Sew,Mama,Sew! is having a scrap tutorial contest and I thought I'd try my hand at making one for you using a fun technique for turning scraps in to "FABRIC STICKERS". You read that right - it's a simple case of scrap, cut, sew, flip and stick! This is a fantastic technique I've been using for quilt labels for a few years and it's super versatile...you'll be appliqueing circles onto bags, onesies, quilts, t-shirts, jean jackets, curtains, pillows and who knows what else!?!?.
Here's what you need:
- fabric scraps at least 3" square
- background fabric (I used a piece of organic linen 18"w X 55" long)
-backing fabric the same size as your runner
-lightweight, fusible woven interfacing the same size as your runner (I used this to stabilize my linen by fusing it to the wrong side of the linen before starting any applique)
-scraps of lightweight, fusible non-woven interfacing like "Sewer's Dream" large enough to cover your largest circle template. This is the stuff many people like to back their embroidery work with: it has a very light hand (i.e. has no real weight).
-coordinating piecing (50 wt) and top-stitching thread (30 or 40 wt)
-contrasting DMC floss
Here's how you do it:
1) Pick a crop of scraps that look nice together. Press.
2) Raid your kitchen for circle templates.
3) Trace a variety of circle sizes onto the wrong side of your scrap fabric pieces. I used a fine permanent Micron pen.
4) Roughly cut out the circle of fabric leaving at least an inch all around. Pin right-sides-together (RST) to the gluey side of the non-woven interfacing.
5) With a short stitch length (I used 2), stitch around the drawn circle ON THE LINE. No need to back stitch, just overlap a few stitches when you come around to the start of your stitches. Go slowly, take about 4-5 stitches at a time, stopping with your needle down to pivot around the circle. Careful not to 'steer' and distort your fabric as you sew. I used an open toe embroidery foot so I could really see the drawn line.
6) Trim your seam allowance to a skinny 1/4". Snip some triangles out of the seam allowance. The more you snip, the smoother your circle's curves will be when it's turned out. Carefully insert the tip of your scissors into the interfacing and make a long slit. Turn your circle out through the slit!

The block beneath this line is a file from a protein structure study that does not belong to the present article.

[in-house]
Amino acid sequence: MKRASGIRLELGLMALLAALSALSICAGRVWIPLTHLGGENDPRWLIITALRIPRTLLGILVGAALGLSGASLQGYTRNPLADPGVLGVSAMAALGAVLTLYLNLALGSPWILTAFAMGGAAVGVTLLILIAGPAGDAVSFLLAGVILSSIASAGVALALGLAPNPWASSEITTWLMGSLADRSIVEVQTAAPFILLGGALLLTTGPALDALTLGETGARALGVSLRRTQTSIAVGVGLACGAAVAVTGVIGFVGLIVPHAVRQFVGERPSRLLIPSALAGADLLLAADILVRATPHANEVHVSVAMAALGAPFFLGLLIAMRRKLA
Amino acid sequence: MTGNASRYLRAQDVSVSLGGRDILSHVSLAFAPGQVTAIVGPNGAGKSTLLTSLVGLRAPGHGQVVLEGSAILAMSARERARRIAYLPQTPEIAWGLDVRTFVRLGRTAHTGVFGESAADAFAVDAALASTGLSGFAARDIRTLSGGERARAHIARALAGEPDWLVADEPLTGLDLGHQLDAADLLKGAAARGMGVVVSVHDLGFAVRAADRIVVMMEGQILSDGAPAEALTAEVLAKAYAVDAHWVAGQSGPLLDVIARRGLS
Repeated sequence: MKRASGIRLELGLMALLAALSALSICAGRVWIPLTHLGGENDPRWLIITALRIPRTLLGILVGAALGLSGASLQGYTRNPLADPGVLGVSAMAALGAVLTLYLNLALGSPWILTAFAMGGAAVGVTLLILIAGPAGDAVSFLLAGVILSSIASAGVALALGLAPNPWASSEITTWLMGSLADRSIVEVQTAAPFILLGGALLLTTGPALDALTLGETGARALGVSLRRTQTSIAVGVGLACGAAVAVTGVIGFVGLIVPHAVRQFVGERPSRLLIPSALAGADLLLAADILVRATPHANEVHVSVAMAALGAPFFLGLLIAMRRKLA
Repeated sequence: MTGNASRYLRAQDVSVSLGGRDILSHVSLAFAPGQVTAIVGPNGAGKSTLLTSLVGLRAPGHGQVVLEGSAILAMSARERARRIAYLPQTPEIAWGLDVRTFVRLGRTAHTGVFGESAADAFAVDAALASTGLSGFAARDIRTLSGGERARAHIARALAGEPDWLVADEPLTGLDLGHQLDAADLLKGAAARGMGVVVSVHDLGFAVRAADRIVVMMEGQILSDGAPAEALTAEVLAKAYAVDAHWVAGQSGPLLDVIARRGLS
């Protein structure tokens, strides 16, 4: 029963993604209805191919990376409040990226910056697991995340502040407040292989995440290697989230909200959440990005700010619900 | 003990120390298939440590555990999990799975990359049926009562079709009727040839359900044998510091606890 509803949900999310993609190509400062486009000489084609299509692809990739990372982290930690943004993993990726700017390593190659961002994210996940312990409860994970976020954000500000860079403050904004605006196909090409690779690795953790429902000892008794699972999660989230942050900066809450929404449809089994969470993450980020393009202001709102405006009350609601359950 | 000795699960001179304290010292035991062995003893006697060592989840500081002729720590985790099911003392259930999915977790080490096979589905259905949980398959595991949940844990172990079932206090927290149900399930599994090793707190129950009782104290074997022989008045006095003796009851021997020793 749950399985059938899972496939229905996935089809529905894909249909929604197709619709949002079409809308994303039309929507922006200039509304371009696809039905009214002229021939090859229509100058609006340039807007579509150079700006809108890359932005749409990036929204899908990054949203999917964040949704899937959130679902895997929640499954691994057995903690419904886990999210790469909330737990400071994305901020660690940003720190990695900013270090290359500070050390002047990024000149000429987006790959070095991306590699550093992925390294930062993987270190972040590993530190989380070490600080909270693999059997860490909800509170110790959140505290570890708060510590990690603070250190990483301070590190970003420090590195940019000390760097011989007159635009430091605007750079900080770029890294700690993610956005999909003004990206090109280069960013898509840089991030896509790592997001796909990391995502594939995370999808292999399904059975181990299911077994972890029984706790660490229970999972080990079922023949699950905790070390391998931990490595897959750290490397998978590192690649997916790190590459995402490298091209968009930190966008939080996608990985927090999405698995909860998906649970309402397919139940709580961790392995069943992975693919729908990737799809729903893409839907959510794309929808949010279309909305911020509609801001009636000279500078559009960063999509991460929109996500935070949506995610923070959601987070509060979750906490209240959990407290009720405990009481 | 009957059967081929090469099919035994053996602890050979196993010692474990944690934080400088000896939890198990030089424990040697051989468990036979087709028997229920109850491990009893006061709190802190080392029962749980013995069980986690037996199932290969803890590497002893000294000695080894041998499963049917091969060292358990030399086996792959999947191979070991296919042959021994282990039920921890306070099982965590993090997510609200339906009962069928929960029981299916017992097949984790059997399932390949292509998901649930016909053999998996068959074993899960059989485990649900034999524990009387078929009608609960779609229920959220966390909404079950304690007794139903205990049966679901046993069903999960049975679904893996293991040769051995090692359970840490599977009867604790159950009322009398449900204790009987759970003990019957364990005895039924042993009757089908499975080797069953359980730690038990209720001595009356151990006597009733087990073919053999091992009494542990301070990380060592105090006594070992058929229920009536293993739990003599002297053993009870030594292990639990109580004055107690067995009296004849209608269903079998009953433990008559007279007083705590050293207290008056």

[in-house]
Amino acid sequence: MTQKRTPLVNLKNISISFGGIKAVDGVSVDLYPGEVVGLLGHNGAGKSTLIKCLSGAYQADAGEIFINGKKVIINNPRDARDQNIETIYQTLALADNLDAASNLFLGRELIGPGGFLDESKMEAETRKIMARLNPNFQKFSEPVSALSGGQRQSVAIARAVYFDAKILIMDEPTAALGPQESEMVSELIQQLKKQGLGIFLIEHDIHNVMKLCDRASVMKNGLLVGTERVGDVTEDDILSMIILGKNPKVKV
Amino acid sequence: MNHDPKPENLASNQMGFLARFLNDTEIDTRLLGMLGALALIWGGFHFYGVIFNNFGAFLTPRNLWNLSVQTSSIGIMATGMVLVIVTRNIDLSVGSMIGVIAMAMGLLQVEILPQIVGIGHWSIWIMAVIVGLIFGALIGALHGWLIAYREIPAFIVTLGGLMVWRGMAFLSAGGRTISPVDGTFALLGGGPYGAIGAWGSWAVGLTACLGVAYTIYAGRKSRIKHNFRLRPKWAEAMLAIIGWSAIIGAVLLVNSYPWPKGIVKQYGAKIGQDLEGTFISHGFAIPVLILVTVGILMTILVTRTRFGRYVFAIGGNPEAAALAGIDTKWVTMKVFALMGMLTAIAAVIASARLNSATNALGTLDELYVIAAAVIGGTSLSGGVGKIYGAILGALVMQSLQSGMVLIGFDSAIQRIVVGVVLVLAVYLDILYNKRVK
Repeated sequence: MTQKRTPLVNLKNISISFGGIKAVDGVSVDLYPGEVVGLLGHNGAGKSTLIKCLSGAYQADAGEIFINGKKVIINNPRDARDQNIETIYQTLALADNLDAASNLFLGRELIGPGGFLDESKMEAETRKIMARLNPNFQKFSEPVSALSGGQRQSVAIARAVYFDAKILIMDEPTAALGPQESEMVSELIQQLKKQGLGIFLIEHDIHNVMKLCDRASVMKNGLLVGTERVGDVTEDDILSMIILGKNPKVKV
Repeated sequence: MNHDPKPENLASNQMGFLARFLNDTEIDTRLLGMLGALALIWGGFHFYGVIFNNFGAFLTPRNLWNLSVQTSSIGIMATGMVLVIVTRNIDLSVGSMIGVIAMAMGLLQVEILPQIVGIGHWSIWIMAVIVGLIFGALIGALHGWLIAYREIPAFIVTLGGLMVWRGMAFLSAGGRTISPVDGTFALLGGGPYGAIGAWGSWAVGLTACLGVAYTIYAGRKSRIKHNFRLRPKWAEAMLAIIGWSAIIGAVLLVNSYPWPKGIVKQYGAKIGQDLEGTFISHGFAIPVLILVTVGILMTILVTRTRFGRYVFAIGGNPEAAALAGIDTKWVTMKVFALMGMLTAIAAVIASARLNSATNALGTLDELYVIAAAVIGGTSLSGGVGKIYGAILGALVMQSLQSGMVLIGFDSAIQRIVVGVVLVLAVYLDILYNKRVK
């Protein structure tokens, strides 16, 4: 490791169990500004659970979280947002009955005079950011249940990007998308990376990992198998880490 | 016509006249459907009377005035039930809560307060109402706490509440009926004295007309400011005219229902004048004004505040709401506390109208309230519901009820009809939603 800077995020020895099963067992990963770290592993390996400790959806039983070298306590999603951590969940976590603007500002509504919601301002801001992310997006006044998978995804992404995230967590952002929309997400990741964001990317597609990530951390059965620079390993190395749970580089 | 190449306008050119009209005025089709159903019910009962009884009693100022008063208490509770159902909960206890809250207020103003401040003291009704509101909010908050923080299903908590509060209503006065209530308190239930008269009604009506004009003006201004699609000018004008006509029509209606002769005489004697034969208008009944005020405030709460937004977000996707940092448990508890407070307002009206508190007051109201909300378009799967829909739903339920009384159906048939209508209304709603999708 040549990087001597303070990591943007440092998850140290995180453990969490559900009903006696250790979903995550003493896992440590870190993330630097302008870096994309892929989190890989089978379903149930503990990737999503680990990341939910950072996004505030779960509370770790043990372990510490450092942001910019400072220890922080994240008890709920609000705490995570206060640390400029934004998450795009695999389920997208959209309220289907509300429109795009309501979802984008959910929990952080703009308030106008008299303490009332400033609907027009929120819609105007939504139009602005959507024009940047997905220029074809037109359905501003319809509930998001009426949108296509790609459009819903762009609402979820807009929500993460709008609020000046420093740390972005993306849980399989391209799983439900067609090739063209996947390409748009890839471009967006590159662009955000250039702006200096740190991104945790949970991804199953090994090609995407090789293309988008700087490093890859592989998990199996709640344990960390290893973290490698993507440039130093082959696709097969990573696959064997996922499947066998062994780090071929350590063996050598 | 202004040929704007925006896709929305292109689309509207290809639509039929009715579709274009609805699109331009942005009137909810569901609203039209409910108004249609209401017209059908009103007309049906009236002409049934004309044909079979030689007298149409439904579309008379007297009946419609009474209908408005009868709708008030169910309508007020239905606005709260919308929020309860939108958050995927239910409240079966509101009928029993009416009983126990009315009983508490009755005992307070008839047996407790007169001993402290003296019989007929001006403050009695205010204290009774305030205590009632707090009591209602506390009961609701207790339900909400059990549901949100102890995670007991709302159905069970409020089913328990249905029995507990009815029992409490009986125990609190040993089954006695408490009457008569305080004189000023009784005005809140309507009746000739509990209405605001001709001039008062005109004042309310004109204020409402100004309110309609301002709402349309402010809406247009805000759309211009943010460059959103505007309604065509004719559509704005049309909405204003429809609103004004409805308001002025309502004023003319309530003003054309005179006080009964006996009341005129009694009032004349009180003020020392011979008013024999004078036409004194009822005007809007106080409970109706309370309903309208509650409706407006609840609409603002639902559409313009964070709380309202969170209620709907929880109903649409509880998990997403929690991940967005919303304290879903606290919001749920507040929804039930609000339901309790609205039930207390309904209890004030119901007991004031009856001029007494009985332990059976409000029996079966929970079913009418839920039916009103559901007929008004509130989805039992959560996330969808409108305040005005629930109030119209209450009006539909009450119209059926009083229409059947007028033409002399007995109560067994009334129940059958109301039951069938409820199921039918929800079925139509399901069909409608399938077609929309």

7) Using a Purple Thang (one of my favourite tools!) or a chopstick, gently push the seam allowance out. Gently roll the interfacing under and finger press the edges between your thumb and finger. Make sure the interfacing is all the way under the edge of the fabric and not showing peeking out the edges of your circle.
8) You've just made circle FABRIC STICKERS that you can now fuse to anything you want! You could even stack them on top of each other. The beauty is, unlike with Wonder Under, Heat 'n Bond or Steam a Seam, your top fabric is pliable and 'puffed', not glued-on-looking.
9) For the Crop Circle Table Runner, arrange your fabric stickers in a pleasing way. I always think that an odd number of things in a group looks best so I used 9. Once you're happy, fuse them on with a steamy iron (careful not to shimmy the iron around, just lift up and press down).
10) Now it's back to the sewing machine to stitch down the circles. I used the blind hem stitch which looks like this: ----^-----^-----^. I shorten the straight stitches and narrow the ^ stitch. Keep the straight stitches in the background fabric right next to your circle (photo on left) so that just the ^ stitch is actually through the circle (photo on right). An open toe embroidery foot is helpful to see what you're doing. Same as before, pivot around the circle when your needle is down in the fabric. I like these stitches to be hidden, so I use Sulky 100% polyester invisible thread. You could use a contrasting thread to blanket stitch, or zigzag. It's tricky to do a nice, smooth satin stitch on curves, so I don't.
11) Once all of your circles are attached, pin your table runner RST with your backing fabric. Stitch all around using a 3/8" seam allowance, back-stitch at corners for reinforcement and leave about 6" open along one side for turning. Clip corners. Turn project to right sides through the opening in the seam.
12) Press seam allowance, making sure your backing fabric is all the way tucked under your table runner top. Topstitch with a coordinating thread (30 or 40 wt). I like to use my Pfaff stitch-in-the-ditch-foot for this; it has a fence to line up the edge of the project against. I set my needle to the far left position to get a nice straight topstitching line parallel to the edge of the table runner.
13) Now you can embellish if you wish. I chose to do a hand running stitch with 2 strands of DMC floss about a 1/4" outside each circle. Then, using a circle template cut out of freezer paper and fused with a dry iron onto the middle of my table runner, I stitched around that to define a spot for a bowl or vase. This stitching also serves to attach the top and backing of the table runner together.
14) OPTIONAL: have your assistant whip up a coordinating chocolate cake for maximum table runner appreciation and to ramp up the ooohhh, aaaahhhh factor for the kids in the family.
Voila! The Crop Circle Table Runner!
Wow, that was a super long post. Congratulations for making it all the way down here. Have fun with your fabric stickers and let me know if you use them for a project!
Edited to add: If you live in a quilting desert and you can't find fusible light weight interfacing, don't fret. This method also works with a used, unscented dryer sheet! It's not fusible, but it turns the fabric edges under just the same (without adding bulk or stiffness) and you can pin your fabric circle to the background and stitch it down by hand or machine just the same!